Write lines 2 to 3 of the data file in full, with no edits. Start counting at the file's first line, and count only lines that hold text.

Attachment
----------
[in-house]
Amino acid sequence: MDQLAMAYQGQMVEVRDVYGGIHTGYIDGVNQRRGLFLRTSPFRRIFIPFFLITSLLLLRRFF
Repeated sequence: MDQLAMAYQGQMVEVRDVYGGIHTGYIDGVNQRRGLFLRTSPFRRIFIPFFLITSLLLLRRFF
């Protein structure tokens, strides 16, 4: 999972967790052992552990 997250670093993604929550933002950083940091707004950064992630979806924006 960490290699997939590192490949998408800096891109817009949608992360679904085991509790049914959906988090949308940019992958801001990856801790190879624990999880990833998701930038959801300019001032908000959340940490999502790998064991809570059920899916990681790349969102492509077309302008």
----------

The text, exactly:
Amino acid sequence: MDQLAMAYQGQMVEVRDVYGGIHTGYIDGVNQRRGLFLRTSPFRRIFIPFFLITSLLLLRRFF
Repeated sequence: MDQLAMAYQGQMVEVRDVYGGIHTGYIDGVNQRRGLFLRTSPFRRIFIPFFLITSLLLLRRFF